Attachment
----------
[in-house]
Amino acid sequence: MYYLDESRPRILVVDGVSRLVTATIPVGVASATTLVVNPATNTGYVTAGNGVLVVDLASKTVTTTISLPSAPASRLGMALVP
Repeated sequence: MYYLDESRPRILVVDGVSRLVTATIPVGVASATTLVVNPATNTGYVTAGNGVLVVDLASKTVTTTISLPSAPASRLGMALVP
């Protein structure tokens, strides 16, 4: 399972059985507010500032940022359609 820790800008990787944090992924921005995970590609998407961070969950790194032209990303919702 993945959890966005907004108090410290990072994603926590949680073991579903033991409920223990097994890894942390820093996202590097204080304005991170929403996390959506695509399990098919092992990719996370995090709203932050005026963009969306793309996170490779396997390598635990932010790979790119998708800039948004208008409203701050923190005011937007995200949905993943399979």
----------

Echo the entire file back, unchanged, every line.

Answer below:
[in-house]
Amino acid sequence: MYYLDESRPRILVVDGVSRLVTATIPVGVASATTLVVNPATNTGYVTAGNGVLVVDLASKTVTTTISLPSAPASRLGMALVP
Repeated sequence: MYYLDESRPRILVVDGVSRLVTATIPVGVASATTLVVNPATNTGYVTAGNGVLVVDLASKTVTTTISLPSAPASRLGMALVP
């Protein structure tokens, strides 16, 4: 399972059985507010500032940022359609 820790800008990787944090992924921005995970590609998407961070969950790194032209990303919702 993945959890966005907004108090410290990072994603926590949680073991579903033991409920223990097994890894942390820093996202590097204080304005991170929403996390959506695509399990098919092992990719996370995090709203932050005026963009969306793309996170490779396997390598635990932010790979790119998708800039948004208008409203701050923190005011937007995200949905993943399979």